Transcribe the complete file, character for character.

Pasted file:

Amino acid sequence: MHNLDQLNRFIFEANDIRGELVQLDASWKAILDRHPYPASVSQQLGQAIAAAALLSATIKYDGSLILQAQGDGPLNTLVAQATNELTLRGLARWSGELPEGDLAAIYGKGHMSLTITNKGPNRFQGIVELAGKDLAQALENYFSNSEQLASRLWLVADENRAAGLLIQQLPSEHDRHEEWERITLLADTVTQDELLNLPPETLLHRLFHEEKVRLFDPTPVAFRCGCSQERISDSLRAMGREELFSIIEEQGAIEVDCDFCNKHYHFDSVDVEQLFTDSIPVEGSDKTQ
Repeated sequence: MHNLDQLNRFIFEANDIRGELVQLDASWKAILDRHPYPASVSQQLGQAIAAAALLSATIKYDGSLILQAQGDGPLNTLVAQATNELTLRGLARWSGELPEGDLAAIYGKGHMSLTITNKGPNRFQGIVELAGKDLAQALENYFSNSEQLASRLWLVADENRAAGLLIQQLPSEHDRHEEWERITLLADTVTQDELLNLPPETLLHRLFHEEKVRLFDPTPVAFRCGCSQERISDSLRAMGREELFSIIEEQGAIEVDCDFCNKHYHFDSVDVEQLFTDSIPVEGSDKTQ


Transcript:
Amino acid sequence: MHNLDQLNRFIFEANDIRGELVQLDASWKAILDRHPYPASVSQQLGQAIAAAALLSATIKYDGSLILQAQGDGPLNTLVAQATNELTLRGLARWSGELPEGDLAAIYGKGHMSLTITNKGPNRFQGIVELAGKDLAQALENYFSNSEQLASRLWLVADENRAAGLLIQQLPSEHDRHEEWERITLLADTVTQDELLNLPPETLLHRLFHEEKVRLFDPTPVAFRCGCSQERISDSLRAMGREELFSIIEEQGAIEVDCDFCNKHYHFDSVDVEQLFTDSIPVEGSDKTQ
Repeated sequence: MHNLDQLNRFIFEANDIRGELVQLDASWKAILDRHPYPASVSQQLGQAIAAAALLSATIKYDGSLILQAQGDGPLNTLVAQATNELTLRGLARWSGELPEGDLAAIYGKGHMSLTITNKGPNRFQGIVELAGKDLAQALENYFSNSEQLASRLWLVADENRAAGLLIQQLPSEHDRHEEWERITLLADTVTQDELLNLPPETLLHRLFHEEKVRLFDPTPVAFRCGCSQERISDSLRAMGREELFSIIEEQGAIEVDCDFCNKHYHFDSVDVEQLFTDSIPVEGSDKTQ